Plate heat exchanger
Serpentine type evaporator
Heat exchanger, particularly a coolant evaporator
Sacrificial erosion bridge for a heat exchanger
Method of making a parallel flow condenser with lap joined headers
Plate heat exchanger with a refrigerant distributor
Manifold for heat exchanger and baffles therefor
Fluid flow heat exchanger with reduced pressure drop Patent #: 6116335
ApplicationNo. 10696324 filed on 10/29/2003
US Classes:165/149, With edge cover or frame means165/174, With internal flow director165/175, Inlet and outlet header means165/167, With plate traversing passages interconnecting alternate spaces165/150, Serially connected tube sections165/134.1, WITH PROTECTOR OR PROTECTIVE AGENT29/890.043, Tube joint and tube plate structure165/153, With tube manifold165/44, Utilizing motion of vehicle165/110, WITH FIRST FLUID HOLDER OR COLLECTOR OPEN TO SECOND FLUID62/525, With particular flow distributor to sections165/41, WITH VEHICLE FEATURE165/148, RADIATOR CORE TYPE165/67WITH EXTERNAL SUPPORT
ExaminersPrimary: Flanigan, Allen J.
Attorney, Agent or Firm
Foreign Patent References
International ClassF28F 9/22
BACKGROUND OF THE INVENTION
1. Field of the Invention
The subject invention relates to automotive heat exchangers and more particularly to the tank of an automotive radiator with a flow diverter.
2. Description of the Related Art
Various flow diverters are well known in the prior art which allow coolant to be directed into the tank of a heat exchanger. Examples of such a flow diverters are disclosed in the U.S. Pat. No. 5,186,249 (the '249 patent) to Bhatti et al. andthe U.S. Pat. No. 5,465,783 (the '783 patent) to O'Connor.
The '249 patent discloses a heat exchanger that comprises a core, a plurality of inlet and outlet flow tubes, an inlet and return tank, and a plurality of baffles. The baffles are located within the inlet and return tank for providing uniformcoolant flow through the inlet and outlet flow tubes. An inlet baffle is positioned angularly within the inlet tank with respect to the flow axis for directing coolant into the inlet tank. The surface of the inlet baffle is perforated to allow somecoolant to pass directly through to the tubes directly behind. A return baffle is connected to the outer wall of the return tank such that its surface is positioned parallel to the flow axis of the tubes. The return baffle is positioned to slow the lowtemperature coolant that has entered the return tank from the inlet tubes. This provides more uniform coolant flow through the outlet flow tubes which results in better thermal performance while reducing erosion in the outlet flow tubes.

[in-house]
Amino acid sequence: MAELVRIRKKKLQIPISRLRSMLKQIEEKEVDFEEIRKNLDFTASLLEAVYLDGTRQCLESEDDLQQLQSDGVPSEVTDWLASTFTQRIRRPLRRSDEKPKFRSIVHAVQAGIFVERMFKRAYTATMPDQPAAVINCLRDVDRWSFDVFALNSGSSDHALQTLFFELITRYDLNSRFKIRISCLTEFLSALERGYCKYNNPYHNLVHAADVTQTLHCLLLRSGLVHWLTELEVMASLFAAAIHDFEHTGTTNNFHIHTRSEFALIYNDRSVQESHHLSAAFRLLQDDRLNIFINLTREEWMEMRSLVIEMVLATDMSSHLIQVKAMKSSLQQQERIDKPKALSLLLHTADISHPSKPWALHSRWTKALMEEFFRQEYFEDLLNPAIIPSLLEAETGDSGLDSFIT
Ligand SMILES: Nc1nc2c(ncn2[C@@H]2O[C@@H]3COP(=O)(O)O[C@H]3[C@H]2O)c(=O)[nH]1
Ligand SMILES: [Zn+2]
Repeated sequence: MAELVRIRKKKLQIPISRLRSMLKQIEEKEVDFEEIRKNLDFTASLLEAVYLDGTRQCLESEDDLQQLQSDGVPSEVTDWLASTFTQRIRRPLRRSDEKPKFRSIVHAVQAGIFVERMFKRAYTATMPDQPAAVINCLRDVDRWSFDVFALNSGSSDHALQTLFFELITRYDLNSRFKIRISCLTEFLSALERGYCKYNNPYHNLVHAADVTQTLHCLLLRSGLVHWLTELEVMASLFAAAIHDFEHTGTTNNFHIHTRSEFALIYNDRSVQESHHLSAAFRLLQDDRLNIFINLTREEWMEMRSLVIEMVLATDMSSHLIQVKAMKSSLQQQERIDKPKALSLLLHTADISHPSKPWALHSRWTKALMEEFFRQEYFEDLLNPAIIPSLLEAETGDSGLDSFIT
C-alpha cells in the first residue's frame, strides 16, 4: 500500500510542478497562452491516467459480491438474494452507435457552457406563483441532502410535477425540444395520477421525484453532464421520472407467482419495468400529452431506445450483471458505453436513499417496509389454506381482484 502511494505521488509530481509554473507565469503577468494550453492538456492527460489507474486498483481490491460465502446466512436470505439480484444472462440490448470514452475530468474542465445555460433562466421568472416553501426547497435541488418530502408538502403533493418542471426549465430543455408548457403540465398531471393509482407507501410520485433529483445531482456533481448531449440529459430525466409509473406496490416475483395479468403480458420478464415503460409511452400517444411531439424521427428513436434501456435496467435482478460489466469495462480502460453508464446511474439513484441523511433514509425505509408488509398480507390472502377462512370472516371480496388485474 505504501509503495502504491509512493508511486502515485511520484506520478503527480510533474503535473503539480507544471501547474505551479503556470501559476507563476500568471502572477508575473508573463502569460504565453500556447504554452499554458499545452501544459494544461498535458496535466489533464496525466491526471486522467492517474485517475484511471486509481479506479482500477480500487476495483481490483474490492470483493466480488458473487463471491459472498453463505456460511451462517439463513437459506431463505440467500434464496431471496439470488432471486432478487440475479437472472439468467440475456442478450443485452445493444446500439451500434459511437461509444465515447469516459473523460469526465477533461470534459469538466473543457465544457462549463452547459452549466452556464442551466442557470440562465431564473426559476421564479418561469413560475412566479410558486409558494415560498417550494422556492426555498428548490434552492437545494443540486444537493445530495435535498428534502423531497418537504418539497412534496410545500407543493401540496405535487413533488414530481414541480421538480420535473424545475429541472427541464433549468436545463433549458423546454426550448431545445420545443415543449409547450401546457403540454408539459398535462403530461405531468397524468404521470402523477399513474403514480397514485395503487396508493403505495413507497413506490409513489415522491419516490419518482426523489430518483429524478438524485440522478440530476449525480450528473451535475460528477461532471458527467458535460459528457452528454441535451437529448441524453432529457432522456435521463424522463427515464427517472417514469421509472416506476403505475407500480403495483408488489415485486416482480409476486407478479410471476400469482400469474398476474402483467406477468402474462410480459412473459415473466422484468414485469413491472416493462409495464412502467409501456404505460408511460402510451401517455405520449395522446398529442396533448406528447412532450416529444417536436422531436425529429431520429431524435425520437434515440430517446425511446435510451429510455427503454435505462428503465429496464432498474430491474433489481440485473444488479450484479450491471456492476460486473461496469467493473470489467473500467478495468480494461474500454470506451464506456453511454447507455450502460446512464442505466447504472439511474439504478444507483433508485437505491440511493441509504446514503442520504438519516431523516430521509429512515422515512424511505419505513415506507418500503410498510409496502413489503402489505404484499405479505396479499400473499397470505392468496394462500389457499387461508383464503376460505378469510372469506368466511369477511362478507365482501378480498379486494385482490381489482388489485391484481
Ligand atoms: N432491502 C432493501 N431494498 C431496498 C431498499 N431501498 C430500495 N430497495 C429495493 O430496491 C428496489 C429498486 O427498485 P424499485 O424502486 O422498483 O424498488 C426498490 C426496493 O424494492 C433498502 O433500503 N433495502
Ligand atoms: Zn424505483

The '783 patent discloses several embodiments of a sacrificial erosion bridge for a heat exchanger having an inlet pipe, an inlet tank and a core comprised of flow tubes. As the coolant enters the inlet tank from the inlet pipe, the coolantstrikes the sacrificial erosion bridge which in turn deflects the coolant away from the ends of the flow tubes and into the inlet tank. This reduces the erosion of the ends of the flow tubes. In a first embodiment, the sacrificial erosion bridge isbrazed to the inlet tank such that it is in the direct path of the coolant flow. This directs the coolant in two directions along the length of the inlet tank. In a second embodiment, the sacrificial erosion bridge has a flow diverter rib. This flowdiverter rib runs parallel to the row of flow tubes. When coolant enters the inlet tank from the inlet tube, the rib divides the coolant into two paths away from the flow tubes and into the inlet tank. In a third embodiment, the sacrificial erosionbridge is formed to be integral to the inlet pipe. The sacrificial erosion bridge is formed as an inlet cup on the end of the inlet pipe. The inlet cup extends beyond the inlet pipe and has a closed end. There are a number of holes, formed around thecircumference of the inlet cup, that allow coolant to enter the inlet tank without directly contacting the inlet pipes. A fourth embodiment discloses an inlet cup that, instead of having holes and a closed end, has an end that forms an angled flap todirect coolant into the inlet tank an away from the flow tubes.
In all of these embodiments, the flow diverter is an independent component requiring manufacture and fabrication into the tank.
BRIEF SUMMARY OF THE INVENTION AND ADVANTAGES
The subject invention provides a sacrificial erosion device integrated within the end cap of the inlet tank to direct the coolant away from the tank walls and into the tank.
A heat exchanger comprises a core that includes fins and tubes extending between opposite ends. A tank has a longitudinal axis and extends across one end of the core and is in fluid communication with the tubes. The tank has an open end anddefines an inlet on an inlet axis adjacent the open end and transverse to the longitudinal axis. An end cap closes the open end and presents an inlet diverter wall extending into the tank across the inlet axis for re-directing fluid from the inlet andlongitudinally into the tank and along the one end of the core.